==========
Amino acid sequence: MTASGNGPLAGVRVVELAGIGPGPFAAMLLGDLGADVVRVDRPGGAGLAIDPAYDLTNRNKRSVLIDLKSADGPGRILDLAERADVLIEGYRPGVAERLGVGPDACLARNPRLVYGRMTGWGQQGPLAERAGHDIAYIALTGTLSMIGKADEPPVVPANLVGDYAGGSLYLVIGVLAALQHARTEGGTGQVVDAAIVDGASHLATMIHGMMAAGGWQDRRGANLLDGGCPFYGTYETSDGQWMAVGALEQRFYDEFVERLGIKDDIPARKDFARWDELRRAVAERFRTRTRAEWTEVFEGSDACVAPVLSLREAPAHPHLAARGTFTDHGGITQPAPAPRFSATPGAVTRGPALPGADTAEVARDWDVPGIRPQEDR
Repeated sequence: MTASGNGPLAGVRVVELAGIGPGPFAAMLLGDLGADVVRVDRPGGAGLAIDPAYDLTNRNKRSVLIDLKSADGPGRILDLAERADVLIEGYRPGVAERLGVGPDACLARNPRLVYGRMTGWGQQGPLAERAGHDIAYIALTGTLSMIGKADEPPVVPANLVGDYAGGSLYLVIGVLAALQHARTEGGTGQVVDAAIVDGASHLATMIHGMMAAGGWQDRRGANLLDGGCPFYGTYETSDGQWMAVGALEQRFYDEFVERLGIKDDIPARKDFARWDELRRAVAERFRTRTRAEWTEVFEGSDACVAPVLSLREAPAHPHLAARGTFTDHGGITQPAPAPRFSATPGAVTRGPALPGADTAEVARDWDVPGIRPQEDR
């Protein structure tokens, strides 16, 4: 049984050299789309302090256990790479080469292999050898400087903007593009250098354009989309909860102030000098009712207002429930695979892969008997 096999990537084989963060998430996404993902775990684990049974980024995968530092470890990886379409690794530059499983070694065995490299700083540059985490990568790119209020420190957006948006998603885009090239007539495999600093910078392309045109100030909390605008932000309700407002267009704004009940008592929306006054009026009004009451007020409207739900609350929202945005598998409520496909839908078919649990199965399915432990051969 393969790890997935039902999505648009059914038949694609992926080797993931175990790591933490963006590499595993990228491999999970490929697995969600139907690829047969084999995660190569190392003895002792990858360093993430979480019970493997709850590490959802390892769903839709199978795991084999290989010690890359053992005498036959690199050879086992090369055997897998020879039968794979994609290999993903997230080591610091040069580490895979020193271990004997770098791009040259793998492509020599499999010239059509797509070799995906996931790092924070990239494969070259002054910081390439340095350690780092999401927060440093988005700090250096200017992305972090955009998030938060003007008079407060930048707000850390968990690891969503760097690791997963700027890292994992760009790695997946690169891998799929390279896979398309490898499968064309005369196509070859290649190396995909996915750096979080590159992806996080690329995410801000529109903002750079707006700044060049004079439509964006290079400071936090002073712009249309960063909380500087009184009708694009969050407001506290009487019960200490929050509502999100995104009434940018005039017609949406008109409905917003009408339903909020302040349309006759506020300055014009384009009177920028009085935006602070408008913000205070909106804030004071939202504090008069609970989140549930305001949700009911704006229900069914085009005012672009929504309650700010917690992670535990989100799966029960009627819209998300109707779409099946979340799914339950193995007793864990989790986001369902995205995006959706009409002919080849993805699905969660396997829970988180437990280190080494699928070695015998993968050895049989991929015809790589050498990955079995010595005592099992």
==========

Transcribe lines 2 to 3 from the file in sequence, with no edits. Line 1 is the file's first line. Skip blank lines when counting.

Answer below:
Repeated sequence: MTASGNGPLAGVRVVELAGIGPGPFAAMLLGDLGADVVRVDRPGGAGLAIDPAYDLTNRNKRSVLIDLKSADGPGRILDLAERADVLIEGYRPGVAERLGVGPDACLARNPRLVYGRMTGWGQQGPLAERAGHDIAYIALTGTLSMIGKADEPPVVPANLVGDYAGGSLYLVIGVLAALQHARTEGGTGQVVDAAIVDGASHLATMIHGMMAAGGWQDRRGANLLDGGCPFYGTYETSDGQWMAVGALEQRFYDEFVERLGIKDDIPARKDFARWDELRRAVAERFRTRTRAEWTEVFEGSDACVAPVLSLREAPAHPHLAARGTFTDHGGITQPAPAPRFSATPGAVTRGPALPGADTAEVARDWDVPGIRPQEDR
């Protein structure tokens, strides 16, 4: 049984050299789309302090256990790479080469292999050898400087903007593009250098354009989309909860102030000098009712207002429930695979892969008997 096999990537084989963060998430996404993902775990684990049974980024995968530092470890990886379409690794530059499983070694065995490299700083540059985490990568790119209020420190957006948006998603885009090239007539495999600093910078392309045109100030909390605008932000309700407002267009704004009940008592929306006054009026009004009451007020409207739900609350929202945005598998409520496909839908078919649990199965399915432990051969 393969790890997935039902999505648009059914038949694609992926080797993931175990790591933490963006590499595993990228491999999970490929697995969600139907690829047969084999995660190569190392003895002792990858360093993430979480019970493997709850590490959802390892769903839709199978795991084999290989010690890359053992005498036959690199050879086992090369055997897998020879039968794979994609290999993903997230080591610091040069580490895979020193271990004997770098791009040259793998492509020599499999010239059509797509070799995906996931790092924070990239494969070259002054910081390439340095350690780092999401927060440093988005700090250096200017992305972090955009998030938060003007008079407060930048707000850390968990690891969503760097690791997963700027890292994992760009790695997946690169891998799929390279896979398309490898499968064309005369196509070859290649190396995909996915750096979080590159992806996080690329995410801000529109903002750079707006700044060049004079439509964006290079400071936090002073712009249309960063909380500087009184009708694009969050407001506290009487019960200490929050509502999100995104009434940018005039017609949406008109409905917003009408339903909020302040349309006759506020300055014009384009009177920028009085935006602070408008913000205070909106804030004071939202504090008069609970989140549930305001949700009911704006229900069914085009005012672009929504309650700010917690992670535990989100799966029960009627819209998300109707779409099946979340799914339950193995007793864990989790986001369902995205995006959706009409002919080849993805699905969660396997829970988180437990280190080494699928070695015998993968050895049989991929015809790589050498990955079995010595005592099992």